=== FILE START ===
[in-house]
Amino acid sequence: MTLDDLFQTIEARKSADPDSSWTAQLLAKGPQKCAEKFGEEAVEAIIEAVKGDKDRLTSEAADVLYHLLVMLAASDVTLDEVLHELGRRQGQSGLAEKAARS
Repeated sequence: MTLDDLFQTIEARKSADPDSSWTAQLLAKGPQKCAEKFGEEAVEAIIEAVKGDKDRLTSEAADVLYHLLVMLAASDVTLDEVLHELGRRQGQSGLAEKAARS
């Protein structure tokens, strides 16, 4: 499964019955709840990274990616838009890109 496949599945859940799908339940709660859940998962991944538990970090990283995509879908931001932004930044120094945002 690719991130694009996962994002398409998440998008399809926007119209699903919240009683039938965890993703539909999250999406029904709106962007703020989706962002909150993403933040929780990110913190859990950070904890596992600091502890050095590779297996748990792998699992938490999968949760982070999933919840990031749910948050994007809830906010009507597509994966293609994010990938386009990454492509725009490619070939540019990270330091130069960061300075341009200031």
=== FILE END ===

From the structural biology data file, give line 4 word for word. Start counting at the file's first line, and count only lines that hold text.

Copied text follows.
């Protein structure tokens, strides 16, 4: 499964019955709840990274990616838009890109 496949599945859940799908339940709660859940998962991944538990970090990283995509879908931001932004930044120094945002 690719991130694009996962994002398409998440998008399809926007119209699903919240009683039938965890993703539909999250999406029904709106962007703020989706962002909150993403933040929780990110913190859990950070904890596992600091502890050095590779297996748990792998699992938490999968949760982070999933919840990031749910948050994007809830906010009507597509994966293609994010990938386009990454492509725009490619070939540019990270330091130069960061300075341009200031």